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Oklahoma pro-life laws on hold pending court challenges

Oklahoma state Rep. Randy Grau Associated Press/Photo by Sue Ogrocki

Oklahoma pro-life laws on hold pending court challenges

Oklahoma’s Supreme Court blocked two pro-life laws Tuesday while lawsuits challenging their constitutionality make their way through lower courts.

Both laws took effect Nov. 1. One required adherence to Food and Drug Administration guidelines when administering the abortifacient RU-486. A district court in Oklahoma had recently decided to allow the law to take effect. The other law required that abortionists obtain admitting privileges at a local hospital.

The Center for Reproductive Rights (CRR) filed suit in October against both laws. CRR’s president, Nancy Northrup, called Tuesday's decision a “crucial victory” for protecting constitutional rights and safe abortions.

But the court’s decision is out of step with the state’s voters, said Tony Lauinger, president of Oklahomans for Life. “We are disappointed in yet another example of arbitrariness by the Oklahoma Supreme Court,” he said. “The Supreme Court is the last bastion of pro-abortion liberalism in Oklahoma. And our state Supreme Court does not reflect the values of the people of Oklahoma.”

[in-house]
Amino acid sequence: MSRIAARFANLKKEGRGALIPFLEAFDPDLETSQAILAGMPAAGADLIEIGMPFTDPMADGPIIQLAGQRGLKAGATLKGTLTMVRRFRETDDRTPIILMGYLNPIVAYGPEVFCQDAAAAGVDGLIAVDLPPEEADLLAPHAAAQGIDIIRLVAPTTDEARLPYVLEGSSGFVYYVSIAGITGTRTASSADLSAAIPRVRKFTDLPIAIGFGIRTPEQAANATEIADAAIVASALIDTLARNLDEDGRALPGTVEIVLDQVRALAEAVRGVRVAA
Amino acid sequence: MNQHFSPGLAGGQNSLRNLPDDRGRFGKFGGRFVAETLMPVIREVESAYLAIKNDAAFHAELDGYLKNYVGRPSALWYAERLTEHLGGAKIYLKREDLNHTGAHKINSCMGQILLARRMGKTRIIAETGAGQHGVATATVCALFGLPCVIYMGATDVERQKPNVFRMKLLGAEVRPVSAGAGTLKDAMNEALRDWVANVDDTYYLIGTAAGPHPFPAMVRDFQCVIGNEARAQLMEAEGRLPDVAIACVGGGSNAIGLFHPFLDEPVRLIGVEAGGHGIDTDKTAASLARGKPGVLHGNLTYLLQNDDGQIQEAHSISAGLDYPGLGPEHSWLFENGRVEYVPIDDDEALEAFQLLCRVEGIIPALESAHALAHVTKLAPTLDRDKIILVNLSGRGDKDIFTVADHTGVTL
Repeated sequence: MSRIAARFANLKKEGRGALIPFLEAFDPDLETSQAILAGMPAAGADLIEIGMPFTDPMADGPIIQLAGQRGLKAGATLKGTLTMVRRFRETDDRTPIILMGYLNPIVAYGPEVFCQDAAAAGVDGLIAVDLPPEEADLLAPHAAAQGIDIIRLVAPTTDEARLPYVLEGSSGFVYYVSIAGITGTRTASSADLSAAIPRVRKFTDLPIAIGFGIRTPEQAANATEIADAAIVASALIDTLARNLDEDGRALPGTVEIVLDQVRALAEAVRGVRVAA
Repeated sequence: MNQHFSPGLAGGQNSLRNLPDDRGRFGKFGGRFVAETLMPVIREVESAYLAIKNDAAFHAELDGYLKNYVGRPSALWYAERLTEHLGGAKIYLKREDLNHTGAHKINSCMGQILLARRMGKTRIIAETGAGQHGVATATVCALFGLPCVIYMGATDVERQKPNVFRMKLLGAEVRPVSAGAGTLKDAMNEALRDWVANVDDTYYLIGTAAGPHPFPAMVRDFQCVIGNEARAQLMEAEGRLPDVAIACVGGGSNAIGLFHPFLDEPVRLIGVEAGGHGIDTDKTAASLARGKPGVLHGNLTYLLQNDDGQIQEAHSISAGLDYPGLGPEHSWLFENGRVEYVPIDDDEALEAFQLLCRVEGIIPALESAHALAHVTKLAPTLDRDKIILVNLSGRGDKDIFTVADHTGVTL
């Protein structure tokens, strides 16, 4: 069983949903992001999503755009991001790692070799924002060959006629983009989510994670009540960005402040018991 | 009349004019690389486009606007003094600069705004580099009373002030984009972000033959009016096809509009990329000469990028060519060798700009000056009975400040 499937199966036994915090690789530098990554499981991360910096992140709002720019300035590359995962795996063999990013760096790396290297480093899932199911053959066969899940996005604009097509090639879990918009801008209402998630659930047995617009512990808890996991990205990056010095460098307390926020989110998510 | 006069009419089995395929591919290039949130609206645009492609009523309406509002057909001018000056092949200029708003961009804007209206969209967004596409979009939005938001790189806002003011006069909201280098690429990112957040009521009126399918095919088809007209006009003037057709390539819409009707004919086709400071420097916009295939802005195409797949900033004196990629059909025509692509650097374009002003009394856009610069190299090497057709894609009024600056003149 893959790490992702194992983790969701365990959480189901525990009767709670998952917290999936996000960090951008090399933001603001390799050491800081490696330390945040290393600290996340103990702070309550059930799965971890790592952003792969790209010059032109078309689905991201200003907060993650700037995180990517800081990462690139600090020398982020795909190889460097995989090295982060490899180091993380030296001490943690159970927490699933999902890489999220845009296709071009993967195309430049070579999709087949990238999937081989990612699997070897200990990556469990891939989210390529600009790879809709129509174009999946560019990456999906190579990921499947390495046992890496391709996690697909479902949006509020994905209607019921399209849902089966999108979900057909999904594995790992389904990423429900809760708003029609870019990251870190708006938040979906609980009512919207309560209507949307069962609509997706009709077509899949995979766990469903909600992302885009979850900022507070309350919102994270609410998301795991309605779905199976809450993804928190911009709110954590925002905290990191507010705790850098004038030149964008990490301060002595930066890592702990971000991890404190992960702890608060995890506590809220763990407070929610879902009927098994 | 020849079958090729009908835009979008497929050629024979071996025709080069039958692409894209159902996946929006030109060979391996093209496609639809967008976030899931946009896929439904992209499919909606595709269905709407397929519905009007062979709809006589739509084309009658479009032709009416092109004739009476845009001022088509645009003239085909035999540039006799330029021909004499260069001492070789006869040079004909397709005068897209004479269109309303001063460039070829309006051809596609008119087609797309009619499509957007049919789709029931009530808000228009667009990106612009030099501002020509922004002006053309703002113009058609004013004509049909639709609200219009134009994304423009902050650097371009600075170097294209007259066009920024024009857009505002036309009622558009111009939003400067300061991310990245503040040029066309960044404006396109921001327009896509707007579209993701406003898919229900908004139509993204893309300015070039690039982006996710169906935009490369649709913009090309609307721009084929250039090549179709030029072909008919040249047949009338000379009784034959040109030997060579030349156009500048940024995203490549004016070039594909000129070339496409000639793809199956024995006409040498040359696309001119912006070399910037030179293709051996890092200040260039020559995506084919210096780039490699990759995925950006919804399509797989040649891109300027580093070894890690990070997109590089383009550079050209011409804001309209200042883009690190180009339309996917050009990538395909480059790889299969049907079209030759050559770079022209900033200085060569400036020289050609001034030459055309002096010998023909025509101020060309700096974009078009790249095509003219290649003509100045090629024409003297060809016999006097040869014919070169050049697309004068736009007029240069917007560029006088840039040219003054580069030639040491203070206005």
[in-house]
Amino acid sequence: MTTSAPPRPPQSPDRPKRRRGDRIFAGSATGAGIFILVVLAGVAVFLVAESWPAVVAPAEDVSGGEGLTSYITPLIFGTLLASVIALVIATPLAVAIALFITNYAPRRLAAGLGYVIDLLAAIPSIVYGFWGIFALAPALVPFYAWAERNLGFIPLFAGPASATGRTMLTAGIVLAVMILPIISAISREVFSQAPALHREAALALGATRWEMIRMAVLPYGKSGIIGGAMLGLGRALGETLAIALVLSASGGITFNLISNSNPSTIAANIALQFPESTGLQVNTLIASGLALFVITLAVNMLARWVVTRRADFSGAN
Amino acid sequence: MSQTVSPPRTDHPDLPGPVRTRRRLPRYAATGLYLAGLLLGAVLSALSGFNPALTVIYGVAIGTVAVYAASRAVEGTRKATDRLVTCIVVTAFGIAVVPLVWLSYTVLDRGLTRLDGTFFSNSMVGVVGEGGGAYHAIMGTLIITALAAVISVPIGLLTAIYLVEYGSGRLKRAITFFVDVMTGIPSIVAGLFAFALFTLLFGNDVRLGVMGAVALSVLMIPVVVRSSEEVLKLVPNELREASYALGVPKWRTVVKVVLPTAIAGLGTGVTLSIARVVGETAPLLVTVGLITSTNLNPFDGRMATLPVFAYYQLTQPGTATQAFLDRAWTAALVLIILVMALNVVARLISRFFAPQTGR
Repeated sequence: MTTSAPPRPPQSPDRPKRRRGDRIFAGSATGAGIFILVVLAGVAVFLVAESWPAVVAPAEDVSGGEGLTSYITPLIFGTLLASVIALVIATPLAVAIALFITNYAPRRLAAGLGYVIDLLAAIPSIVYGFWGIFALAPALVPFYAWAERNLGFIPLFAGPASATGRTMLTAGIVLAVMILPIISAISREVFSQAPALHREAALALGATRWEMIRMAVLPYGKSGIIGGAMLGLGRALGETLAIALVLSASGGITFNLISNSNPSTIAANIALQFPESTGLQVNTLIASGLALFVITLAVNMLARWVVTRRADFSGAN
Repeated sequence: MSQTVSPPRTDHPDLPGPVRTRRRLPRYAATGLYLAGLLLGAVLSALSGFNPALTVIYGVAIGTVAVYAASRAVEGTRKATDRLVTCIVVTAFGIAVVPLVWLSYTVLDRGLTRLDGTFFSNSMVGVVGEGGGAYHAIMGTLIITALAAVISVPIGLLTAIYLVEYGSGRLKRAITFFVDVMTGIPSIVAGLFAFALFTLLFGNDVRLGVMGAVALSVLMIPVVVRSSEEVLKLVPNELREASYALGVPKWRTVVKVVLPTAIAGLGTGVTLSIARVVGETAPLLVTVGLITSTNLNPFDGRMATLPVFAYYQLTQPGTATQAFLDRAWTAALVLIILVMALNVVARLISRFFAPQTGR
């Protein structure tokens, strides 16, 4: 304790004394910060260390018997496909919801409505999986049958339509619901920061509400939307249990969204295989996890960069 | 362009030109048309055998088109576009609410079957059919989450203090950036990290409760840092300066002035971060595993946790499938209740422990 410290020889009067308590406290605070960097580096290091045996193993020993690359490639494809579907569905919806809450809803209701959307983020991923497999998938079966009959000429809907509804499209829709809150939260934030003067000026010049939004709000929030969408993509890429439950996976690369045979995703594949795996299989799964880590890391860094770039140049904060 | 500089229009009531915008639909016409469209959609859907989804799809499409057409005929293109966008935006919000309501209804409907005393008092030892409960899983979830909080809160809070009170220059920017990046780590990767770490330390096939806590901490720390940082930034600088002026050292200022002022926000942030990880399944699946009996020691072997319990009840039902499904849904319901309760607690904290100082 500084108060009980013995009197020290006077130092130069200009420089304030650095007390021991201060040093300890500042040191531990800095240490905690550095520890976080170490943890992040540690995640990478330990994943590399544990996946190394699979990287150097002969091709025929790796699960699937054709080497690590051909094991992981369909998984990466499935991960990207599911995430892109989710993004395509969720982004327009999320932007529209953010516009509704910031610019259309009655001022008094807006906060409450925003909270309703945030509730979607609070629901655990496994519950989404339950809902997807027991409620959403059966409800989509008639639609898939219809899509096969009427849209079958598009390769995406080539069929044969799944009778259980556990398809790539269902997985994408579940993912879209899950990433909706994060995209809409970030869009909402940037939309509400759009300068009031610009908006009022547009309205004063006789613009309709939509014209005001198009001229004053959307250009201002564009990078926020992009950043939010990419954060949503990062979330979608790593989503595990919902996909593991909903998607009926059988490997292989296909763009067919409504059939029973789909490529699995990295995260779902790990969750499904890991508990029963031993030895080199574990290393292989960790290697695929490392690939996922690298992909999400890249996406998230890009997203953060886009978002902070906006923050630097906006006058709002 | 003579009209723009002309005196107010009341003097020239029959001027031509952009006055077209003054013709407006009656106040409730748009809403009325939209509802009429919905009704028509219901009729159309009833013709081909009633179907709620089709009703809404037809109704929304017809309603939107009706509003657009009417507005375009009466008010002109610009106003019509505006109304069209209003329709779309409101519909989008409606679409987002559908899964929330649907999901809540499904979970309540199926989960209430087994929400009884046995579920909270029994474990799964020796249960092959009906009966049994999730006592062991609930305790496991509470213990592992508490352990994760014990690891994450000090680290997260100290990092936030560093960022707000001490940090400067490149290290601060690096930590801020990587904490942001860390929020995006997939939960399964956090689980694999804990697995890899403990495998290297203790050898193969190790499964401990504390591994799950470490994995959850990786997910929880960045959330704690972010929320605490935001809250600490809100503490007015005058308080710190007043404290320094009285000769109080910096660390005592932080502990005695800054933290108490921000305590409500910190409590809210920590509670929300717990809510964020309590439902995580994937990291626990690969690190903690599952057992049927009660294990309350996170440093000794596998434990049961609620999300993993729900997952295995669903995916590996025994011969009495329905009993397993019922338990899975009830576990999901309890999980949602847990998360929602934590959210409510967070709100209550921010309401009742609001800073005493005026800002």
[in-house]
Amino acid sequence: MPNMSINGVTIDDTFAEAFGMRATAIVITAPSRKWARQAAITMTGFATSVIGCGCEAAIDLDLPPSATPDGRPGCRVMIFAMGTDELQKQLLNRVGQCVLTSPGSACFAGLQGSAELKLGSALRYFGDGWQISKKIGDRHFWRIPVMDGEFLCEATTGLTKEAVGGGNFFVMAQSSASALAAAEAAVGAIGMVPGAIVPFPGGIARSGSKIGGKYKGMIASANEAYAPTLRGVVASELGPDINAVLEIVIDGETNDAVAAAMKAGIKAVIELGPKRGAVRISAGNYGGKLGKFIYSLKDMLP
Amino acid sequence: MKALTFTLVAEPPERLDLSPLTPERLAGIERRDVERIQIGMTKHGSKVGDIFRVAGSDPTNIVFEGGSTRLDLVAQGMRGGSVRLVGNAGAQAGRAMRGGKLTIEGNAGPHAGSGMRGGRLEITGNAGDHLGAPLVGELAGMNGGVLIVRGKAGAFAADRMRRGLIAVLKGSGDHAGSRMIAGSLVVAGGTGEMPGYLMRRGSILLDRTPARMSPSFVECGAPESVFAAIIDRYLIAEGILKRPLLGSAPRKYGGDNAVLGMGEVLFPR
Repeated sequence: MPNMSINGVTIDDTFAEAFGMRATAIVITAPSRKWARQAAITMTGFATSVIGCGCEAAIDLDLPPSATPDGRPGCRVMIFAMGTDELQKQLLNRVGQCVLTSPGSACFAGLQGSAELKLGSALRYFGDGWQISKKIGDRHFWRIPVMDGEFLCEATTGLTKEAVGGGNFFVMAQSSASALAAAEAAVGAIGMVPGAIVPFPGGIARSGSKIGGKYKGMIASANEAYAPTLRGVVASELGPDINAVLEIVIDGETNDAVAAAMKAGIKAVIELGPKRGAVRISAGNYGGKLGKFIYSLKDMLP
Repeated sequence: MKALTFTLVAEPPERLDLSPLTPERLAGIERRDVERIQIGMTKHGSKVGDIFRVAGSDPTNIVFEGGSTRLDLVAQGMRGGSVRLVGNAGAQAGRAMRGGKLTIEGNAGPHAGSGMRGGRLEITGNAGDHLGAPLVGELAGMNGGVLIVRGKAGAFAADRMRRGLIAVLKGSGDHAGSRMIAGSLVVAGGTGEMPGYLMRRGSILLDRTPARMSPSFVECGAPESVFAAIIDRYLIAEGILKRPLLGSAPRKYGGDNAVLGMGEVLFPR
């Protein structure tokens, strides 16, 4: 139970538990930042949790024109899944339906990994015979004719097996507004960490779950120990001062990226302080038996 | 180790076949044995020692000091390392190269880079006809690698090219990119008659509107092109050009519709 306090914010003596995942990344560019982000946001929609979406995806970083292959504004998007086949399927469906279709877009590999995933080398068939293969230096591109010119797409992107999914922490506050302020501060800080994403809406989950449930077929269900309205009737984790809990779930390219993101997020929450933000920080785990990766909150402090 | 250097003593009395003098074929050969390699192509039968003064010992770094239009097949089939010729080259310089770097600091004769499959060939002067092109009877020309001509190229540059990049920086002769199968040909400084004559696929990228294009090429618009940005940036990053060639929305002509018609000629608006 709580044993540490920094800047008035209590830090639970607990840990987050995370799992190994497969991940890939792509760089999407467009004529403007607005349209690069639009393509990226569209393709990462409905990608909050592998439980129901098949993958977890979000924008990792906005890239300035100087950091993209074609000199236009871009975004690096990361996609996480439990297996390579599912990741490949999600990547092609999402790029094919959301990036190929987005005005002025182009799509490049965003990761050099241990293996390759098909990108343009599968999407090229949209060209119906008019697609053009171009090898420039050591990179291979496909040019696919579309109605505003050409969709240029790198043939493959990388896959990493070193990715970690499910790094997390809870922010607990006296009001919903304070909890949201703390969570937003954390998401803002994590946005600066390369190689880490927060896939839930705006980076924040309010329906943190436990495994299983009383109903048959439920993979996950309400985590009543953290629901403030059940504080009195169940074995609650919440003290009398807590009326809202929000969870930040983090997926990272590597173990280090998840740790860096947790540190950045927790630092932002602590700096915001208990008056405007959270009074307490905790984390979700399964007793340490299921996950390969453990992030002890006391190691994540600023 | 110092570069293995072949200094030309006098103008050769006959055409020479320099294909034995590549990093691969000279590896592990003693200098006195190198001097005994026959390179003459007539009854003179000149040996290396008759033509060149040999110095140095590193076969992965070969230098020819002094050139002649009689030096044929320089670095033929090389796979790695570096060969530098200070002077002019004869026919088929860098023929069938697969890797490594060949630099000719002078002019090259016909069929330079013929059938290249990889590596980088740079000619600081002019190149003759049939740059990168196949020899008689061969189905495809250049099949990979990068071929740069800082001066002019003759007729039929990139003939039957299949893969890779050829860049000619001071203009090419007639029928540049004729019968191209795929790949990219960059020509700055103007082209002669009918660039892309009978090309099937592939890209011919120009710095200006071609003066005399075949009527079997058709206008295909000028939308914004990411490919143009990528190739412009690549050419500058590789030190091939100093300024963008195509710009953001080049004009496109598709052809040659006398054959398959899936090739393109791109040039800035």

Though CRR attorney Autumn Katz argued the RU-486 regulations would push women into surgical abortions, the law’s sponsor, Rep. Randy Grau, said the law increases safety for women. “The intent of the law is to protect patients and ensure the safe practice of medicine, especially as it relates to the prescribing of RU-486,” he told WORLDin October. “The only way to do that is to follow the FDA protocol.”

CRR filed suit against the admitting privileges law on behalf of Larry Burns, an abortionist responsible for nearly half of the abortions in the state. Burns said he had unsuccessfully attempted to obtain admitting privileges at 16 hospitals.

Oklahoma Gov. Mary Fallin, who signed the legislation in May, maintained her support for the admitting privileges law after CRR filed suit. She said she was “proud to work with lawmakers in both parties to support legislation that protects the health and lives of both mothers and their unborn children.”

And Oklahoma Attorney General Scott Pruitt promised to continue defending the laws. “It’s disappointing these laws were blocked from taking effect, but it’s important to note the Oklahoma Supreme Court didn’t comment on the validity of the laws in referring these issues to the district court for further consideration,” Aaron Cooper, director of communications for the attorney general’s office, told me in an email. “The Oklahoma Legislature was well within its authority to enact these laws to protect the health and safety of Oklahoma women.”

The Associated Press contributed to this report.

Courtney Crandell Courtney is a former WORLD correspondent.

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